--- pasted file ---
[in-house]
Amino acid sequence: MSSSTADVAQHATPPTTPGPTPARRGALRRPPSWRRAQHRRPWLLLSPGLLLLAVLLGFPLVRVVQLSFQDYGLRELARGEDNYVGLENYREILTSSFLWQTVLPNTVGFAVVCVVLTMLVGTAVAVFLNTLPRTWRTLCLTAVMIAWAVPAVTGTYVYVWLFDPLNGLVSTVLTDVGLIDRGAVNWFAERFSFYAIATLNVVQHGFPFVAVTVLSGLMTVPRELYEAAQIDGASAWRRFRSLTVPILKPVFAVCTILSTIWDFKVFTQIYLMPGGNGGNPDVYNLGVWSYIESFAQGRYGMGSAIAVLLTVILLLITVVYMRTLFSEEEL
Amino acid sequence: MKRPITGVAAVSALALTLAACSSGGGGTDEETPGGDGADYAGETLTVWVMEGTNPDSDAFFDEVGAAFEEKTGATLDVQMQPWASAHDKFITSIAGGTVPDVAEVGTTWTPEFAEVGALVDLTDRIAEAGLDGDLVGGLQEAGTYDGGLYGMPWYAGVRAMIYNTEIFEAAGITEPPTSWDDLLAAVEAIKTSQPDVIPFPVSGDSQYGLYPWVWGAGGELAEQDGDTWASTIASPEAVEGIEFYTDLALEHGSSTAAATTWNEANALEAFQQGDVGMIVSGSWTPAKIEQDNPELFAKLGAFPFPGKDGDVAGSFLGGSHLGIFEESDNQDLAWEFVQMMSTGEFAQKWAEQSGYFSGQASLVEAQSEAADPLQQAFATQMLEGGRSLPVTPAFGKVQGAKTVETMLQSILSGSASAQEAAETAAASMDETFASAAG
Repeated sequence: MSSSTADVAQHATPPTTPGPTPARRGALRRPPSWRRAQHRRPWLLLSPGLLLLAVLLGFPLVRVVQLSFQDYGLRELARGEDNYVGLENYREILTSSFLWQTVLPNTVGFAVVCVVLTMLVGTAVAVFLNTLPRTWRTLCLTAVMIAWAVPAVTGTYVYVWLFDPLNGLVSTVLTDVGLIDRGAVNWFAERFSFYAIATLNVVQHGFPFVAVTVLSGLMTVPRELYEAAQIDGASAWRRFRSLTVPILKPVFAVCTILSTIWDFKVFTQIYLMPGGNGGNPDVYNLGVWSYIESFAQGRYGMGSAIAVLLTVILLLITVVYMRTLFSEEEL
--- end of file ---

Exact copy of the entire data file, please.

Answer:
[in-house]
Amino acid sequence: MSSSTADVAQHATPPTTPGPTPARRGALRRPPSWRRAQHRRPWLLLSPGLLLLAVLLGFPLVRVVQLSFQDYGLRELARGEDNYVGLENYREILTSSFLWQTVLPNTVGFAVVCVVLTMLVGTAVAVFLNTLPRTWRTLCLTAVMIAWAVPAVTGTYVYVWLFDPLNGLVSTVLTDVGLIDRGAVNWFAERFSFYAIATLNVVQHGFPFVAVTVLSGLMTVPRELYEAAQIDGASAWRRFRSLTVPILKPVFAVCTILSTIWDFKVFTQIYLMPGGNGGNPDVYNLGVWSYIESFAQGRYGMGSAIAVLLTVILLLITVVYMRTLFSEEEL
Amino acid sequence: MKRPITGVAAVSALALTLAACSSGGGGTDEETPGGDGADYAGETLTVWVMEGTNPDSDAFFDEVGAAFEEKTGATLDVQMQPWASAHDKFITSIAGGTVPDVAEVGTTWTPEFAEVGALVDLTDRIAEAGLDGDLVGGLQEAGTYDGGLYGMPWYAGVRAMIYNTEIFEAAGITEPPTSWDDLLAAVEAIKTSQPDVIPFPVSGDSQYGLYPWVWGAGGELAEQDGDTWASTIASPEAVEGIEFYTDLALEHGSSTAAATTWNEANALEAFQQGDVGMIVSGSWTPAKIEQDNPELFAKLGAFPFPGKDGDVAGSFLGGSHLGIFEESDNQDLAWEFVQMMSTGEFAQKWAEQSGYFSGQASLVEAQSEAADPLQQAFATQMLEGGRSLPVTPAFGKVQGAKTVETMLQSILSGSASAQEAAETAAASMDETFASAAG
Repeated sequence: MSSSTADVAQHATPPTTPGPTPARRGALRRPPSWRRAQHRRPWLLLSPGLLLLAVLLGFPLVRVVQLSFQDYGLRELARGEDNYVGLENYREILTSSFLWQTVLPNTVGFAVVCVVLTMLVGTAVAVFLNTLPRTWRTLCLTAVMIAWAVPAVTGTYVYVWLFDPLNGLVSTVLTDVGLIDRGAVNWFAERFSFYAIATLNVVQHGFPFVAVTVLSGLMTVPRELYEAAQIDGASAWRRFRSLTVPILKPVFAVCTILSTIWDFKVFTQIYLMPGGNGGNPDVYNLGVWSYIESFAQGRYGMGSAIAVLLTVILLLITVVYMRTLFSEEEL